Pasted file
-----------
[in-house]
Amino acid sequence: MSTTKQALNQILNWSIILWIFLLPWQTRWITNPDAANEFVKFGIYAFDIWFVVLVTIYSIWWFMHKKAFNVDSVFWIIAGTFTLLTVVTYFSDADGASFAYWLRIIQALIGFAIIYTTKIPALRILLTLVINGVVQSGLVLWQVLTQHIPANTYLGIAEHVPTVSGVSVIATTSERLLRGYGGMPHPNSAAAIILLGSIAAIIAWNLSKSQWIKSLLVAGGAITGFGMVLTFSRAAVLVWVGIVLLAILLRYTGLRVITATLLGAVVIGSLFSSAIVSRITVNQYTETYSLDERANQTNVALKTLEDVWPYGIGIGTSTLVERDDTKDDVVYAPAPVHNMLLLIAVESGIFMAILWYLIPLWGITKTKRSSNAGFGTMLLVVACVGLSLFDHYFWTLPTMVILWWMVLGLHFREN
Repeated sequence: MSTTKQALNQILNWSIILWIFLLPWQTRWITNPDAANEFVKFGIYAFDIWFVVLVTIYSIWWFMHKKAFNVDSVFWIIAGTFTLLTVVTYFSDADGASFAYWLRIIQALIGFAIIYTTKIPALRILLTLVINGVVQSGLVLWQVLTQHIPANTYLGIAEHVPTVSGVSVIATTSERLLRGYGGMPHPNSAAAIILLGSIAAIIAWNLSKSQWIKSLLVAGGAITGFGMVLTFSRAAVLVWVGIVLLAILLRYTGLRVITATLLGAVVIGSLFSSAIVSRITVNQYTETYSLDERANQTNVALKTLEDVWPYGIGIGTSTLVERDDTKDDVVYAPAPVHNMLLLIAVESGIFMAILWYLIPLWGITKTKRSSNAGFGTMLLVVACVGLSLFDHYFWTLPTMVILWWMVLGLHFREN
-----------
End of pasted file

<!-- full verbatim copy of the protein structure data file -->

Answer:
[in-house]
Amino acid sequence: MSTTKQALNQILNWSIILWIFLLPWQTRWITNPDAANEFVKFGIYAFDIWFVVLVTIYSIWWFMHKKAFNVDSVFWIIAGTFTLLTVVTYFSDADGASFAYWLRIIQALIGFAIIYTTKIPALRILLTLVINGVVQSGLVLWQVLTQHIPANTYLGIAEHVPTVSGVSVIATTSERLLRGYGGMPHPNSAAAIILLGSIAAIIAWNLSKSQWIKSLLVAGGAITGFGMVLTFSRAAVLVWVGIVLLAILLRYTGLRVITATLLGAVVIGSLFSSAIVSRITVNQYTETYSLDERANQTNVALKTLEDVWPYGIGIGTSTLVERDDTKDDVVYAPAPVHNMLLLIAVESGIFMAILWYLIPLWGITKTKRSSNAGFGTMLLVVACVGLSLFDHYFWTLPTMVILWWMVLGLHFREN
Repeated sequence: MSTTKQALNQILNWSIILWIFLLPWQTRWITNPDAANEFVKFGIYAFDIWFVVLVTIYSIWWFMHKKAFNVDSVFWIIAGTFTLLTVVTYFSDADGASFAYWLRIIQALIGFAIIYTTKIPALRILLTLVINGVVQSGLVLWQVLTQHIPANTYLGIAEHVPTVSGVSVIATTSERLLRGYGGMPHPNSAAAIILLGSIAAIIAWNLSKSQWIKSLLVAGGAITGFGMVLTFSRAAVLVWVGIVLLAILLRYTGLRVITATLLGAVVIGSLFSSAIVSRITVNQYTETYSLDERANQTNVALKTLEDVWPYGIGIGTSTLVERDDTKDDVVYAPAPVHNMLLLIAVESGIFMAILWYLIPLWGITKTKRSSNAGFGTMLLVVACVGLSLFDHYFWTLPTMVILWWMVLGLHFREN